Wednesday, December 24, 2008

Spinal Decompression-Physical therapy NYC

I found this great article about a man that regained the ability to walk with spinal decompression.
Read article click here
This article makes me think of a patient that I am currently treating.
She is 65 with severe spinal stenosis and needs a wheelchair because walking more than 5 feet was painful.
She has undergone 12 visits of decompression on the DRX 9000 and now she is able to stand without pain and walk several blocks with no pain. She is also regained strength and stability by using the PowerPlate.

Paralyzed man regains use of legs

The Daily Sentinel

Monday, December 22, 2008

Dr. Florencio Singson describes him as a success story.

Jerry Mason, a 66-year-old Parkinson's disease patient, lost the use of his legs nearly two years ago. But he has regained the ability to walk following a 40-course-treatment of Intervertebral Differential Dynamics — a noninvasive spinal decompression treatment that stretches the discs of the back — followed by laser acupuncture.

Christy Wooten/The Daily Sentinel
Dr. Florencio Singson stands next to his office's Accu-Spina, the Intervertebral Differential Dynamics treatment that helped Jerry Mason, who suffers from Parkinson's disease, regain movement in his legs.

Christy Wooten/The Daily Sentinel
A trained staff member at Dr. Florencio Singson's office performs laser acupuncture to the back of Jerry Mason's leg. Mason, who suffers from Parkinson's disease, lost the use of his legs two years ago, but recently began to walk again as a result of acupuncture and spinal decompression.

Mason, seated inside Singson's Nacogdoches office on a recent Thursday, explained that regaining the use of his legs has been a gradual process.

"I'm limited in how far I can walk," he said. "I can make three laps around the house and then I'm done ... But it's been great."

Mason said approximately two years ago, back pain caused from two herniated discs slowly reduced his ability to move, and eventually hindered him completely from walking.

He said he relied almost entirely on his wife, Judy, to get him from one place to the other.

"I couldn't even go to the kitchen to make a sandwich because halfway through getting the mayo on there, I'd go down," he said.

His doctors recommended surgery, but warned Jerry that it would be a long procedure, requiring the insertion of steel rods, and he might not survive.

Judy said just about that time, she saw an advertisement for Dr. Singson which read, "Tired of living with neck and back pain?"

Having spinal complications of her own, she set up an appointment for herself and Jerry, who continued to suggest his paralysis stemmed from back problems.

Judy said during Jerry's treatments, which were Monday through Friday, Jerry would be placed on this long table-like contraption with something holding his chest and hips.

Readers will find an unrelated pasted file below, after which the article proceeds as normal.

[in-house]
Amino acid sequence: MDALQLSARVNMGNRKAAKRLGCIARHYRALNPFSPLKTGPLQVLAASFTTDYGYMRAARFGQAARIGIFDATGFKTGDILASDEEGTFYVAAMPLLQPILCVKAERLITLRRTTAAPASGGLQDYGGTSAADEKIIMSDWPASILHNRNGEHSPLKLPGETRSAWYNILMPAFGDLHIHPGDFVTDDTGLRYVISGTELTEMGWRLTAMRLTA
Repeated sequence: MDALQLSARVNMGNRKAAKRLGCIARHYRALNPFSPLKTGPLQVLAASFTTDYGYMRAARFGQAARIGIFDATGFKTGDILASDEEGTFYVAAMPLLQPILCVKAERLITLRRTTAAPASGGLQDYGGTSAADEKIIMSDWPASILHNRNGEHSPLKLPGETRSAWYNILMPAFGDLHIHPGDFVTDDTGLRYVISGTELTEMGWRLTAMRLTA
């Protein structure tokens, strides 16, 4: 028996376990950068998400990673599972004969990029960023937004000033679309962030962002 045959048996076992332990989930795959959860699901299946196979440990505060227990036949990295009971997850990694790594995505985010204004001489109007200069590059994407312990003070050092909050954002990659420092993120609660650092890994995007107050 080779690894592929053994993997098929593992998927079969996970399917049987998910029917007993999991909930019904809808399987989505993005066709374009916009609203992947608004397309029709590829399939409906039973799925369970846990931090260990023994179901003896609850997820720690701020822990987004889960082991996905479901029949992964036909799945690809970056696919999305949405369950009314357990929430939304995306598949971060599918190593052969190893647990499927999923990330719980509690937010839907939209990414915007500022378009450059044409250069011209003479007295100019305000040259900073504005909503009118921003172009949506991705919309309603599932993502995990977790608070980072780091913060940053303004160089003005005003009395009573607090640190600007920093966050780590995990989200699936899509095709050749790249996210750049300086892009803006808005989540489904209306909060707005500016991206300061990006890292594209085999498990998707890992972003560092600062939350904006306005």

Singson said the spinal compression stretches the spine, enabling herniated discs to realign through oscillation. He noted that heat and massage are also incorporated into the computer-based treatment.

Judy said her husband began the spinal decompression treatments in August, and after a few weeks she began to notice a change.

"One day it just got easier for me to pull him out of the chair," she said, adding that she used to move her husband by pulling on a thick white strap he wore across his chest.

While the spinal decompression treatment proved successful, enabling Jerry to regain some lower body movement and reduce his pain, Singson felt laser acupuncture might further his recovery.

So after Jerry completed his last decompression treatment, Singson started him on acupuncture once a week. The acupuncture treatments, which lasted about 30 minutes, were painless, according to Jerry.

"Most of the time he just slept," Judy said with a laugh.

Singson started with the back of Jerry's legs to help improve nerve function, and has plans to move up to the hands later. The laser, which resembles a reflex hammer, is connected to a large box where adjustments can be made for frequency and time. Singson, a native of the Philippines, became familiar with the practice while in medical school, following a doctor who had learned acupuncture techniques while in China. When he moved to the United States, Singson received acupuncture certification from the University of California Irvine.

Singson said when Jerry began the acupuncture treatments, his staff would need to help Jerry onto the table, but one day, after several weeks of treatments, Jerry was able to do it by himself, and began to walk soon thereafter.

"For him to be able to do so much, it just makes you feel kind of good," Singson said, as he supervised members of his staff perform laser acupuncture on Jerry. "He's just doing great."

Singson said it is unknown how long Jerry will have to continue acupuncture, or if he will ever regain enough leg movement to be able to walk without a walker.

"It's just something we all have hopes for," Judy said.

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